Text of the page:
Swedenborg says that the reason Jesus came to earth was because the human race had become so immersed in sin and false ideas that we were in danger of being cut off from heaven. He provided a ladder that would help lift people out of their self-centered lives—not just in his own time, but for all time.

God didn’t put us in some sort of arbitrary debt to save us from a hell he created—he came to earth to save us from ourselves. He showed us a path to himself.

How the Savior Saves

Jesus’s impact didn’t end in his time. What he showed the church at that time remains true for us today—he can still help us fight evil and turn toward love.

If these things had not happened, no human beings could have accepted anything divinely true that dwelt within them, let alone anything divinely good, because the Devil, who had had the greater power before these events, would have snatched it from their hearts. (The Lord §17:1)

In other words, because Jesus came down to earth and fought for us, we now have a space inside us where we can choose to do right (or wrong!).

So what about our sins? In John 1:29, it says that Jesus “takes away the sin of the world.” According to Swedenborg, this doesn’t mean that our sins were removed through Jesus’s suffering on the cross; he removed them by empowering us to live by his commandments. It’s not instantaneous or effortless—we have to do some work, too.

Reason alone should convince anyone who is the least bit enlightened that sins can be taken away from us only by active repentance—that is, by our seeing our sins, begging the Lord for help, and desisting from them. (The Lord §17:3)

This is how we live and show our belief in the Lord—it’s not just faith; it’s a matter of living our lives every day in the way he showed us, by performing good and loving actions.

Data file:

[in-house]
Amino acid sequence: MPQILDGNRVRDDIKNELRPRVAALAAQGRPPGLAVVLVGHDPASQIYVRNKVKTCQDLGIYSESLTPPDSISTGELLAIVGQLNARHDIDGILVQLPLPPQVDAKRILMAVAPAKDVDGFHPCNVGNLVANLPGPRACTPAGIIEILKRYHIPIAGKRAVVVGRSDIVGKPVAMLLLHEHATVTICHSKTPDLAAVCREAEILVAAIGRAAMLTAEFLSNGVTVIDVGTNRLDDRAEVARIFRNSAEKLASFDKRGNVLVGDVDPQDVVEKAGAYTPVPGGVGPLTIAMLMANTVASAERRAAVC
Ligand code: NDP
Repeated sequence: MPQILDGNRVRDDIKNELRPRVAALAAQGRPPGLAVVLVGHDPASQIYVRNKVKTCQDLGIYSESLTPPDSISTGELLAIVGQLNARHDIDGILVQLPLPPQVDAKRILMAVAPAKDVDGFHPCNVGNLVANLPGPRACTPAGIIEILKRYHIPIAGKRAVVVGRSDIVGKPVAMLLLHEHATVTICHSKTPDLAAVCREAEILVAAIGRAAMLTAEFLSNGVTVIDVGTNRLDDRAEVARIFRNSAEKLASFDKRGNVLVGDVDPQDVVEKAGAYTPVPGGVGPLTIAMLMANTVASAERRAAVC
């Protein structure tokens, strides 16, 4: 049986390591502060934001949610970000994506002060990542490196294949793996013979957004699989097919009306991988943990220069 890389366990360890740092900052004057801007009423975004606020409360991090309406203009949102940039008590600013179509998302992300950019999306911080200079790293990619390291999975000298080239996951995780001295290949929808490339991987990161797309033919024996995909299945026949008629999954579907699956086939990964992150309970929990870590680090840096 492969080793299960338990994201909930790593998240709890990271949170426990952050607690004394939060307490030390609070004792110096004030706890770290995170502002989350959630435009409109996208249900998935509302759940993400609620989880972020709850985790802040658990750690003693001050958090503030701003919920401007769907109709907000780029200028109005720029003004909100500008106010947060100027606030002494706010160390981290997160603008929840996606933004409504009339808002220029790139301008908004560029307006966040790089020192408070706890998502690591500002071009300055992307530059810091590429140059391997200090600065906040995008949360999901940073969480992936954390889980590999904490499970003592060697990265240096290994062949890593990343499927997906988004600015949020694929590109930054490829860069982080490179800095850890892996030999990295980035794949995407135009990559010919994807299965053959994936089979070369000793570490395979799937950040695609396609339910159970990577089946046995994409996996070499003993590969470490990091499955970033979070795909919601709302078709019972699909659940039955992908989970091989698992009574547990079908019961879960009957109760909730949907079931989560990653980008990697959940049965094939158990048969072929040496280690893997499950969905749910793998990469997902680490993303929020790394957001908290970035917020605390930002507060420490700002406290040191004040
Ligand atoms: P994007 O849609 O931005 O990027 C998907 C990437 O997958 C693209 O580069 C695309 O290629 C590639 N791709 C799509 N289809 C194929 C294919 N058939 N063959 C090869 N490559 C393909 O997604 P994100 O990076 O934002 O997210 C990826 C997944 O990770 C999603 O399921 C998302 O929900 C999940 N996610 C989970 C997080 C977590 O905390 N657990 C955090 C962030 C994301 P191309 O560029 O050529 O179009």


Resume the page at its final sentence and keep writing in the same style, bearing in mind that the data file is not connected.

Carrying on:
In the wrap-up, Curtis describes Jesus as the capstone for a series of prophets, all of whom had the job of letting people know when they were going spiritually astray. His death wasn’t a way of instantly siphoning off our sins or appeasing an angry God, but it was rather a victory over hell and a path to salvation. In order to be saved, though, we have to take the path of repentance and choose good every day. That’s the true meaning of Jesus’s suffering and death: the chance for all of us to become free of hell.

Looking for a more meditative approach?  Take a moment to consider what this series of Bible verses means to you.


Related Swedenborg and Life Videos

“Is the Devil Real?”
“The Meaning of Easter”
“The Spiritual Battles of Jesus Christ”
“Why Jesus Was Born”
“Who was Swedenborg? What should I read?”

Free E-Book Downloads

Apocalypse Explained
The Lord 
Secrets of Heaven


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  • About Swedenborg and Life


    In a lighthearted and interactive live webcast format, host Curtis Childs from the Swedenborg Foundation and featured guests explore topics from Swedenborg’s eighteenth-century writings about his spiritual experiences and afterlife explorations and discuss how they relate to modern-day life and death.